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What's your favorite medium for Sci-Fi?

Displaying poll results.
Movies
  4588 votes / 22%
Radio
  221 votes / 1%
Television
  3492 votes / 17%
Books
  7853 votes / 39%
Games
  1146 votes / 5%
Magazines
43 votes / 0%
Comics
  209 votes / 1%
Holodeck
  2398 votes / 12%
19950 total votes.
[ Voting Booth | Other Polls | Back Home ]
  • Don't complain about lack of options. You've got to pick a few when you do multiple choice. Those are the breaks.
  • Feel free to suggest poll ideas if you're feeling creative. I'd strongly suggest reading the past polls first.
  • This whole thing is wildly inaccurate. Rounding errors, ballot stuffers, dynamic IPs, firewalls. If you're using these numbers to do anything important, you're insane.
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What's your favorite medium for Sci-Fi?

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  • I absolutely loved Firefly tv series along with the Serenity movie, but Dune was definitely my favorite book I have ever read, with Enders Game a close second.
    • Re:I am torn (Score:5, Interesting)

      by agm (467017) on Wednesday September 04, 2013 @03:41AM (#44754101)

      I saw that Serenity had high reviews so I watched it. It was without doubt one of the worst sci-fi movies I have seen. Perhaps that's because I've never seen Firefly so had no connection with the characters. My favourite book series is the Commonwealth Saga by Peter F Hamilton, in which I including the Dreaming Void trilogy. Absolutely fantastic science fiction.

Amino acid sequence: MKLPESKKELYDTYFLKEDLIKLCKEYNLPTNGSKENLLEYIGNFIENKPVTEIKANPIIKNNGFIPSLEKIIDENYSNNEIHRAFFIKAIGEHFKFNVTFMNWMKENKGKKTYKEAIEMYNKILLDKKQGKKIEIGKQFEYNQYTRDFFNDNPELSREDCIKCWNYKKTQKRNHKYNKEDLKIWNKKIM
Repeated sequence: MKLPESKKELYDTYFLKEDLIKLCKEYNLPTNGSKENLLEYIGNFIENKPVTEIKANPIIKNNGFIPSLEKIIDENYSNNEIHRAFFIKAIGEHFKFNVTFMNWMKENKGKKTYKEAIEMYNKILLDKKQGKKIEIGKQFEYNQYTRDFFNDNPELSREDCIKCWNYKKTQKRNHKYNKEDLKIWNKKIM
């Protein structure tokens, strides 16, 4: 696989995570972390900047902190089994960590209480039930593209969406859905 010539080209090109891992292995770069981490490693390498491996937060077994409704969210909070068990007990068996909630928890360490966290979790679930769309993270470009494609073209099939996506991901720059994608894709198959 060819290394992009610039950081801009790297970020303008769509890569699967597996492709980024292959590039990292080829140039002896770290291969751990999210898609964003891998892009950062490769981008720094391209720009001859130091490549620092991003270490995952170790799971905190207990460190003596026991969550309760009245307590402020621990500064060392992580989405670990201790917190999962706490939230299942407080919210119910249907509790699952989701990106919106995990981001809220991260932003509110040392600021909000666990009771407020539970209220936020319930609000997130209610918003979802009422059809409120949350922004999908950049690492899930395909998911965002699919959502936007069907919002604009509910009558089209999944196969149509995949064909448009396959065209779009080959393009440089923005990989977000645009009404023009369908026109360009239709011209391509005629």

• Serenity was definitely a continuation of the series, so you probably did miss out on some of the "texture" by not seeing the episodes first. If you ever do, make sure to watch them in order, either on DVD or Netflix.

      • by microTodd (240390)

        If you like the live action visual mediums (TV, movies) I would strongly urge you to watch the Firefly series. Its on Netflix streaming. My wife, who is not a scifi fan at all, still highly enjoyed the series. Its only 13 episodes so its not like you're committing to an entire season of Glee or something.

        I haven't read the commonwealth saga. Most modern scifi writing hasn't caught my attention. I tried reading Hyperion, Scalzi, Virge, Snow Crash, didn't really enjoy any of them....I guess I prefer the

        • Hamilton writes good, clear creative stories (fast reads, pure escapism), but horrible cop-out endings (deus ex machina).

          Simmons, Scalzi, Virge, Stephenson, (Pohl, Bear, etc) are deep writers. "Proper literature" :)

          But there's plenty of bubble gum and space opera out there which still plays with big ideas. Joe Haldeman, CJ Cherryh, Stephen Baxter, Ben Bova, Jack McDevitt, David Brin (although pick well, Brin's "big books" (Earth/Existence) have a similar feel Kim Stanley Robinson's books. They are an acquir

      • Funny you mention that, I actually watched Serenity before watching Firefly and like you I hated it and thought it was awful, however, I later than did watch Firefly, and rewatched Serenity, and enjoyed it since it made a lot more sense.
    • by c_jonescc (528041)
      I prefer the depth of books to movies by far, and in hindsight prefer them, but nothing gets my anticipation up as fully and joyfully as a great movie trailer that I can't wait to see the film.

      I'd really love to see Richard K. Morgan's Takeshi Kovacs series brought to the screen. Those are by far my favorite space noir books right now.